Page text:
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Anthony Andrew Vujovich

February 18, 1931 - April 2, 2024
Bellingham, Washington

Funeral Home: Tahoma National Cemetery

Address: 18600 SE 240th Street, Kent, Washington

Hearing a distant trill, Anthony Andrew Vujovich jumped out of bed, laced up his combat boots and raced out of the barrack door to present himself for his final reveille at the age of 93. Tony, A.K.A. Woody Woodpecker, nicknamed after his favorite cartoon character, was born to Margaret and Andrew Vujovich to join the Slavic community residing on the ““South-side”” of Bellingham. Tony’s formative years were spent on 12th and Gambier, overlooking Bellingham Bay. He attended Lowell, Fairhaven and graduated from BHS in 1949 where he lettered in football, was on the stage crew, and an active member of the Key Club.

Legendary are the pranks and antics of Tony, Anton, and the gang that flooded the memory banks of survivors that participated in them. Summers would find him at Easton Beach, across the tracks from the city dump practicing the breaststroke to clear the water of the debris that floated on top.

Following in the footsteps of the Slavic community, Tony and his uncle Moly would purse seine from Point Roberts to Lummi rocks. They became so proficient at their tasks that unfortunately there is a scarcity of salmon today.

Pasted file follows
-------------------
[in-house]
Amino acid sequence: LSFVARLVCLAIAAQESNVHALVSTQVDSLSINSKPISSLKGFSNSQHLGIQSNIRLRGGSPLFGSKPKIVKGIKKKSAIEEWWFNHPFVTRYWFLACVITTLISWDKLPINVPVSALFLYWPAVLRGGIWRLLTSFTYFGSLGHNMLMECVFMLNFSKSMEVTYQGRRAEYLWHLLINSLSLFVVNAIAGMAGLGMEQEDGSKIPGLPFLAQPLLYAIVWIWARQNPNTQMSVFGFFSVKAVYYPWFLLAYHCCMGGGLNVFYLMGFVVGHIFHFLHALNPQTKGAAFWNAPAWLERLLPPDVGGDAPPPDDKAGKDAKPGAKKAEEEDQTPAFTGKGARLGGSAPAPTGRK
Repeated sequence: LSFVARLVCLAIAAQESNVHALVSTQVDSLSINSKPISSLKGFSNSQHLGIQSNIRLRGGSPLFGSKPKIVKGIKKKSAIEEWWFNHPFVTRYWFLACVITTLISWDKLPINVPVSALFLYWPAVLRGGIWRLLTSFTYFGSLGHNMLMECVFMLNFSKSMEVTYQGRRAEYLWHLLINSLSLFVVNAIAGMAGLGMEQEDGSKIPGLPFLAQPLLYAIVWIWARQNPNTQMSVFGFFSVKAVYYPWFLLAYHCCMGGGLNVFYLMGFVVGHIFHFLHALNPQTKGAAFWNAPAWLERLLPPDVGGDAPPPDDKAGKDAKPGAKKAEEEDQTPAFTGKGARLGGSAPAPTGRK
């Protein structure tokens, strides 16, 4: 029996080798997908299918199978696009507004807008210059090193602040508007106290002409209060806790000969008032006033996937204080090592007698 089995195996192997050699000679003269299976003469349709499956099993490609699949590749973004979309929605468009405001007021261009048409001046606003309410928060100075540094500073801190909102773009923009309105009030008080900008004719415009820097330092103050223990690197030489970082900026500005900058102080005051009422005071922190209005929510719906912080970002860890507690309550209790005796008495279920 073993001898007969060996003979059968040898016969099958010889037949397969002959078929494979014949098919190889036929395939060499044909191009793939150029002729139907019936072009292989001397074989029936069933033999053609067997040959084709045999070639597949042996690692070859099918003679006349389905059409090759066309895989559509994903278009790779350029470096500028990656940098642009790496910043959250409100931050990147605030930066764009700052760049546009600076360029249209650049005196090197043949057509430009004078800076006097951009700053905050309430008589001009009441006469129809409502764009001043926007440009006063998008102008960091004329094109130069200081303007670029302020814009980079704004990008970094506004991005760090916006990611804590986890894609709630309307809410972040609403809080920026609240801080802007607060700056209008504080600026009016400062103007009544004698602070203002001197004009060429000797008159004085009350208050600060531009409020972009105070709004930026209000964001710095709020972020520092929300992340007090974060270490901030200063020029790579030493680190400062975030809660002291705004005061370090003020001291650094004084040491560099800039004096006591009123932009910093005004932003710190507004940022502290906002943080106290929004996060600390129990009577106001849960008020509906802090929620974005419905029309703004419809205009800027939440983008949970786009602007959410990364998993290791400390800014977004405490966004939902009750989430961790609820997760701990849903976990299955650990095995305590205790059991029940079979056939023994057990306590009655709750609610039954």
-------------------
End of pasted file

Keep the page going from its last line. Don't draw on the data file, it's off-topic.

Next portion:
Drafted into the Army, Tony became a career soldier, where he was stationed in Germany. While on a visit to Brussels’ World Fair he met Irma, the love of his life, forming a bond of companionship and devotion until her death. From the Amalfi Coast to Switzerland and all of Europe, his army career was not all sightseeing. Distinguishing himself in serving his country, Tony participated in the Korean conflict and two assignments in Vietnam, leading to commendations and citations for outstanding service.

Upon retiring, he hung up his union suit for good. Tony and Irma built a European Chalet overlooking Pacific America Fisheries and settled into retirement, basking in their devotion to one another.

He despised dehydrated potatoes and loved a slab of meat loaf at the Old Town Café. You were aware of the distinction of his preference, and his mind would not falter. A word from the dictionary would be “stubborn”, to describe Tony.

Tony will be remembered as kind, gentle, outgoing, with a zest for life and being concerned more about others than himself. And of course, first and foremost…those bushy eyebrows! In his memory, smile at a stranger or take someone you love to lunch.

Tony and Irma will be reunited at Tahoma National Cemetery.

Tony was preceded in death by his parents, wife, uncles and aunts and many cousins here and in Montenegro. He is survived by his sister Lorriane, brother Mac, niece Helga and numerous nieces and nephews.

Memorial T.B.A.

Rest in Peace dear brother.

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